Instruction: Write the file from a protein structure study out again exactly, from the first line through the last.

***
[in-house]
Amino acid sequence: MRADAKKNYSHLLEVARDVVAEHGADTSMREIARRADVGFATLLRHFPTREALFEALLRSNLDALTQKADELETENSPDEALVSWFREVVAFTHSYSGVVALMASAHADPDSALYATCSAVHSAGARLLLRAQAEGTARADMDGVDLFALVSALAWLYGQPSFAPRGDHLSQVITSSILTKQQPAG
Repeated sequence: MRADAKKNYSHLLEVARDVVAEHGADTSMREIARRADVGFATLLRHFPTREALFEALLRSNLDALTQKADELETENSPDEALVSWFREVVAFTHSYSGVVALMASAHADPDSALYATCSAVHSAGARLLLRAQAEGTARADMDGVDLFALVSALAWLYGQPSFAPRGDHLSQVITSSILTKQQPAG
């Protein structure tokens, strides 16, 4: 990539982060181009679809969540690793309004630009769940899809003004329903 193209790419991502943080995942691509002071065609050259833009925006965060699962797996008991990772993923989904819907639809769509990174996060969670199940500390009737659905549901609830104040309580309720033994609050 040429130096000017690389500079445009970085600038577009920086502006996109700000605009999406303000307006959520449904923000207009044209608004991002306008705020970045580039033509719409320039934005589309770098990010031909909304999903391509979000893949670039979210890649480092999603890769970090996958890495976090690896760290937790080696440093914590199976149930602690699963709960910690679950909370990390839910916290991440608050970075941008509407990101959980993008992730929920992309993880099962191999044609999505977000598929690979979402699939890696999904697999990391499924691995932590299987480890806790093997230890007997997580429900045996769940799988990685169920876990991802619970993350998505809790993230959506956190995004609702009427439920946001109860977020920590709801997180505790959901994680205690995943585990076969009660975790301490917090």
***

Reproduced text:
[in-house]
Amino acid sequence: MRADAKKNYSHLLEVARDVVAEHGADTSMREIARRADVGFATLLRHFPTREALFEALLRSNLDALTQKADELETENSPDEALVSWFREVVAFTHSYSGVVALMASAHADPDSALYATCSAVHSAGARLLLRAQAEGTARADMDGVDLFALVSALAWLYGQPSFAPRGDHLSQVITSSILTKQQPAG
Repeated sequence: MRADAKKNYSHLLEVARDVVAEHGADTSMREIARRADVGFATLLRHFPTREALFEALLRSNLDALTQKADELETENSPDEALVSWFREVVAFTHSYSGVVALMASAHADPDSALYATCSAVHSAGARLLLRAQAEGTARADMDGVDLFALVSALAWLYGQPSFAPRGDHLSQVITSSILTKQQPAG
């Protein structure tokens, strides 16, 4: 990539982060181009679809969540690793309004630009769940899809003004329903 193209790419991502943080995942691509002071065609050259833009925006965060699962797996008991990772993923989904819907639809769509990174996060969670199940500390009737659905549901609830104040309580309720033994609050 040429130096000017690389500079445009970085600038577009920086502006996109700000605009999406303000307006959520449904923000207009044209608004991002306008705020970045580039033509719409320039934005589309770098990010031909909304999903391509979000893949670039979210890649480092999603890769970090996958890495976090690896760290937790080696440093914590199976149930602690699963709960910690679950909370990390839910916290991440608050970075941008509407990101959980993008992730929920992309993880099962191999044609999505977000598929690979979402699939890696999904697999990391499924691995932590299987480890806790093997230890007997997580429900045996769940799988990685169920876990991802619970993350998505809790993230959506956190995004609702009427439920946001109860977020920590709801997180505790959901994680205690995943585990076969009660975790301490917090």